2. Gulay na Lubi-lubi is a special treat from the tropical forest. The uncommon wild young lubi-lubi leaves are cooked in coconut milk with minched tinapa (smoked fish) and a cube of flavorful roasted dina’ilan (shrimp) from Camarines Norte. Similar gulay can be made from green papaya, jackfruit, marigoso, calunggay or young cassava leaves.

3. Because of environmental conservation, Kinunot, a dish made from sea turtle may recede in the background. That’s because pawikan, the endangered sea turtle is now a protected species like the tiny tabios (sinarapan) fish found in Buhi Lake. When cooked in coconut milk, chili, black pepper, salt and vinegar, sea turtle meat is as yummy as pating (shark) and pagi (stingray.)

4. Tabios, the diminutive endangered fish from Lake Buhi is wrapped in banana leaves, cooked over hot rice, and flavored with lemonsito (calamansi) juice. A yummy alternative is to cook it fried with cornstarch just like ukoy.

5 Sinanglay—tilapia, karpa or puyo (martiniko) fish garnished with chopped onions, ginger, tomatoes, and sour iba (kamias.) The fish is wrapped in fresh dasheen bush leaves and cooked low fire with thick gota (coconut milk) and a dash of hot peppers.

6. Baduya (Sinapot) is very popular with the children. Ripe native bananas dipped in cornstarch are fried. Versions like caling-quing (Bicol camote fries,) tinanok (boiled camote,) and banana/camote cue and linabonan na camote (boiled sweet potato) are excellent meriendas.

7. Sina’sa , common in Rinconada towns like Baao, Nabua, Iriga, Bato, and Buhi is made from charcoal-roasted freshwater fish like puyo (martiniko,) talusog (snakehead) or tilapia. It is garnished with finely chopped tomatoes, ginger, fresh onions, red peppers and a dash of vinegar.

8. Bokayo—young coconut meat, cooked brown with sankaka, sweet caramel prepared from sugar cane.

9. Paksiw na Casili—fresh-water eel (burirawan) cooked in vinegar, ginger, onions, pepper leaves, and black pepper. Paksiw can also be prepared from fish like mirapina, tuna, carpa or tilapia. Frying the eel and fish are good cooking options.

10. Tinuktok na Hito—a soup dish of chopped hito fish and young coconut made into fish balls with garlic, ginger, onions and red peppers; fresh camote tops or breadfruit slices (ogob or og-og.) are added.

11. Piga nin Carpa—carp ovaries and eggs sautéed with ginger, onions, garlic and marigoso (bitter melon.)

12. Adobong Orig—cubed pork meat cooked slowly on its lard with rock salt to taste and black pepper.

13. Tinolang Manok—hot soup of native chicken with lemon grass, fresh green papaya, sayote, calunggay (moringa) and pepper leaves.

14. Ogama—small boiled crabs dipped on salted vinegar, sili ng labuyo (tiny red peppers,) garlic, and onions.

15. Pinuyos—sticky rice with coconut milk and a dash of salt wrapped in banana leaves also called Binugtong. Ibos, a similar version is glutinous rice wrapped in young coconut leaves.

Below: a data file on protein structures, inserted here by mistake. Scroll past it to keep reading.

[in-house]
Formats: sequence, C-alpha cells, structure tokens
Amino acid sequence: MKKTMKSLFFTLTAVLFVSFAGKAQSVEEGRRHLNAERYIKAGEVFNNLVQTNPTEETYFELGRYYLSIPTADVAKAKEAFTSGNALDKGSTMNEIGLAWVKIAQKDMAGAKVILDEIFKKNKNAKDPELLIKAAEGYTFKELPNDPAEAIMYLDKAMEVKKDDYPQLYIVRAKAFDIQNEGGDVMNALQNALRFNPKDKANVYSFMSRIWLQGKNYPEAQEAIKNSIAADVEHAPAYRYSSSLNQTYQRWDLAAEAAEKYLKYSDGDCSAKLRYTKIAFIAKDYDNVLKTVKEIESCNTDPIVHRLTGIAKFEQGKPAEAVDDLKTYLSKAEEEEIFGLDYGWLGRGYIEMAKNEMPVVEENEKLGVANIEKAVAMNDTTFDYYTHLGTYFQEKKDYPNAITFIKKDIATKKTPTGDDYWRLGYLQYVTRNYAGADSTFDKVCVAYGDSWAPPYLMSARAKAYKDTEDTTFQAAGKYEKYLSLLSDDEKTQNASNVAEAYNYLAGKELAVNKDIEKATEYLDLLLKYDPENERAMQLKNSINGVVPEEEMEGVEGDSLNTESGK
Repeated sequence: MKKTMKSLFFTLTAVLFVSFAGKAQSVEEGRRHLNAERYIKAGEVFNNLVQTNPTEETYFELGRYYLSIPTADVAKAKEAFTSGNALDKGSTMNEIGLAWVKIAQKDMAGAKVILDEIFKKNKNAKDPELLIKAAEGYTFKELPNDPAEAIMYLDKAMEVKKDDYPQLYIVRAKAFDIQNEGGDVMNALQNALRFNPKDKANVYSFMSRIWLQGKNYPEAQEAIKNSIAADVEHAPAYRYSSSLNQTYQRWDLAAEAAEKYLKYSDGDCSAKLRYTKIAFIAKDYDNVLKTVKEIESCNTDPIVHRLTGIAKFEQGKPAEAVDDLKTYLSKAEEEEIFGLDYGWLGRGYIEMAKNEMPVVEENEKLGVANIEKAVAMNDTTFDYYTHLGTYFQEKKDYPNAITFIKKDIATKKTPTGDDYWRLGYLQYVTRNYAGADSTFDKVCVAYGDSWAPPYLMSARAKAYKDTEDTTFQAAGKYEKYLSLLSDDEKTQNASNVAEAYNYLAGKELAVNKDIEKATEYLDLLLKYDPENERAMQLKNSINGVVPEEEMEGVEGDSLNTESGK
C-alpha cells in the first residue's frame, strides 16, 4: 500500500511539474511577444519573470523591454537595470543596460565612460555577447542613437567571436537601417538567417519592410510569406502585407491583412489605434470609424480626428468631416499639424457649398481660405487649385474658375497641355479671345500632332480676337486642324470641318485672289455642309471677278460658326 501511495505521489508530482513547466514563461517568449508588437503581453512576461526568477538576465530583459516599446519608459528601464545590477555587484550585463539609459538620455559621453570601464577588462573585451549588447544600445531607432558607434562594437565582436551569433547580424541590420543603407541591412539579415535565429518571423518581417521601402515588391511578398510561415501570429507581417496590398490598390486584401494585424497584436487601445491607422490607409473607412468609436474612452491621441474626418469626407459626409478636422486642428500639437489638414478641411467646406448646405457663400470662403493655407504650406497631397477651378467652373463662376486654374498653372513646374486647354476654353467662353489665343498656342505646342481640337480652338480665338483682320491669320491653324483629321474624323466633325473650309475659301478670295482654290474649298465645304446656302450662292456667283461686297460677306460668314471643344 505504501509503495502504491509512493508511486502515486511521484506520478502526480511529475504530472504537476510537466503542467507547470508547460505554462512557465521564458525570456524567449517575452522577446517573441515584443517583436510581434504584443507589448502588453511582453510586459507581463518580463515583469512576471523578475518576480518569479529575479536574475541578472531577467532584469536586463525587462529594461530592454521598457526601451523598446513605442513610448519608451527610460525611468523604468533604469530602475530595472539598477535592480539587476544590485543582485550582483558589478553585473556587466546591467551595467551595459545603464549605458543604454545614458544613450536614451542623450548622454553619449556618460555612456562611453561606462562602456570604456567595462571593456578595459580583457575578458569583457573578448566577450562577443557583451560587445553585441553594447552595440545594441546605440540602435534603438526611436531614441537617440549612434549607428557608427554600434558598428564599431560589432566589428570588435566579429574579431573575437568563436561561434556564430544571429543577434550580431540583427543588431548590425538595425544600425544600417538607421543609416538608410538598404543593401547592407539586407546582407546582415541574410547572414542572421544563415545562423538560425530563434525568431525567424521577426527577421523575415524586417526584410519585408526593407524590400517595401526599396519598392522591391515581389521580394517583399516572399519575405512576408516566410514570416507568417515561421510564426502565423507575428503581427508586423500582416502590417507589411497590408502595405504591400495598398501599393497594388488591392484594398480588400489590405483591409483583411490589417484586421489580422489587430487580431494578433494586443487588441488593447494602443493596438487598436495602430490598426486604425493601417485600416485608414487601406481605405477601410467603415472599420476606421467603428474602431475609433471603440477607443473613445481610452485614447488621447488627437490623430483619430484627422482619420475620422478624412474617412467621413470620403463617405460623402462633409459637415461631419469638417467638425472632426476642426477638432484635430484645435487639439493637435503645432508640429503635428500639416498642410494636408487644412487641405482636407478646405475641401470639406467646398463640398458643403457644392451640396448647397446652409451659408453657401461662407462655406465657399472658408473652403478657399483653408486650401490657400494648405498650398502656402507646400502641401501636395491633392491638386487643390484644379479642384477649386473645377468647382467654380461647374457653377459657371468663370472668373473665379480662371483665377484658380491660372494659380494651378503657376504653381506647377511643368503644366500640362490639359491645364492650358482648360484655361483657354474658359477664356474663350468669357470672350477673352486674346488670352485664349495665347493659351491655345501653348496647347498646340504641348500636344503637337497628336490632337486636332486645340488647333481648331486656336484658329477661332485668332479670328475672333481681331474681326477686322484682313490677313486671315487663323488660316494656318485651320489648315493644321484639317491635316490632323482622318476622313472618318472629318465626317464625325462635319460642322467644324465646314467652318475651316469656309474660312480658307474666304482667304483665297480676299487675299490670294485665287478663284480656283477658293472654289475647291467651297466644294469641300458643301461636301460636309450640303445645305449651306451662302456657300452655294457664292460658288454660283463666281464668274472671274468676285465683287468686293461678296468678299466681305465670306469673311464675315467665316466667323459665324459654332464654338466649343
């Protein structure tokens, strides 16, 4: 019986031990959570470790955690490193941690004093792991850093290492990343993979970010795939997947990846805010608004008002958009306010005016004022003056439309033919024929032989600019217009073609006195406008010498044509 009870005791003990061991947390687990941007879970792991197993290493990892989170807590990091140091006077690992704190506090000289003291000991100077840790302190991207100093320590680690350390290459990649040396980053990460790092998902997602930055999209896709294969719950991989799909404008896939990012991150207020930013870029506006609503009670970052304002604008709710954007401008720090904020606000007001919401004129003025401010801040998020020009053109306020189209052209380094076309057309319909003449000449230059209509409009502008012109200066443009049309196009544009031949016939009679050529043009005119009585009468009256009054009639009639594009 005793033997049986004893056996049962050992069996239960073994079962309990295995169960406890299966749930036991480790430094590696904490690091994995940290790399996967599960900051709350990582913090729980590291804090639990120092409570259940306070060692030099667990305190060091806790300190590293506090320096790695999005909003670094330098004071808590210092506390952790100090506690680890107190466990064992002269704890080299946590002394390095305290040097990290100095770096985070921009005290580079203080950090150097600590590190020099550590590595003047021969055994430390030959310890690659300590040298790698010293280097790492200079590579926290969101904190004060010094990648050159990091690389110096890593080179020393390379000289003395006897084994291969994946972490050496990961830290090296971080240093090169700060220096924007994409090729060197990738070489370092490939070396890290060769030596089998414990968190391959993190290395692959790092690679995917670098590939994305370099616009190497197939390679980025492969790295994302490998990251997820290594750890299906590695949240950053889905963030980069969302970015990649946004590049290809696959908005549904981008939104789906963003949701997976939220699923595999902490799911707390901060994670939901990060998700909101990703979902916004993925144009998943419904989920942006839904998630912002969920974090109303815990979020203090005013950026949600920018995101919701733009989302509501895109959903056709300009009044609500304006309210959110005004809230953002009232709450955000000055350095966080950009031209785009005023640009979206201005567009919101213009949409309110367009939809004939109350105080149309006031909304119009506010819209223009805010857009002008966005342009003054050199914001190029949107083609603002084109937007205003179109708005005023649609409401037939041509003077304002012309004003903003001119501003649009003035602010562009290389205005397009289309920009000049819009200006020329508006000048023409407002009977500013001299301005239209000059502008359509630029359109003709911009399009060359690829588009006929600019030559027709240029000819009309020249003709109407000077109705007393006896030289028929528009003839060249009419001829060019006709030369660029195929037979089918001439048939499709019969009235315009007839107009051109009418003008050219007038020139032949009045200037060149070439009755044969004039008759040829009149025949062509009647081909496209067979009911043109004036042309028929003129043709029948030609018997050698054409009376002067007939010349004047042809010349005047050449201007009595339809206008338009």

16. Sinabawan na Carabao—hot soup made from young tender carabao or beef meat with taro roots, pechay leaves, cabbage, and red pepper.

17. Lechon—roasted pig of Bicol is usually flavored with rock salt and tamarind leaves. It is served with a brown sarsa (sauce) made of roasted pork liver.

18. Balaw—baby shrimp fries, wrapped in banana leaves, flavored with generous lemonsito (calamansi) juice and cooked over rice.

19. Pancit Bato—noodle dish flavored with chorizo, slices of fish cake, pork or chicken meat, and wrapped in banana leaves.

20. Miswa—hair-thin white noodle soup with hibi (dried baby shrimps) and sliced green patola.

21. Sinugbang Talong—charcoal-cooked barbecued eggplant with a dash of lemonsito (calamansi) juice and salt. Talong can go with fresh garden tomatoes, dina’ilan with lemon.

22. Balaw—shrimp fries sautéed in oil, pork meat, green peppers, and lemon juice. Balaw goes well with blanched camote tops, kangkong, or upo (white squash.)

23. Linubak—boiled green bananas, taro or camoteng cahoy (cassava roots) pounded with grated young coconut, milk, and sugar.

24. Su’so—fresh water spiral black snails or river clams boiled with coconut milk, bamboo or pako (fern shoots,) onions, garlic and ginger.

25. Dila-Dila is sold by itinerant vendors on the street together with suman. It’s made of grounded glutinous rice, deep fried and topped with glazed sugar cane caramel (sankaka.)

Bicol cuisine is mainly dominated by the use of coconut and its derivative products. Scrumptiously hot with fresh siling labuyo and black peppercorns, the native Bicolano food is a fusion of Asian-Polynesian influences as demonstrated by the use of exotic lemon grass and tropical edible plants like dasheen bush, libas, lubi-lubi, kangkong, and calunggay which grow abundantly in the region. =0=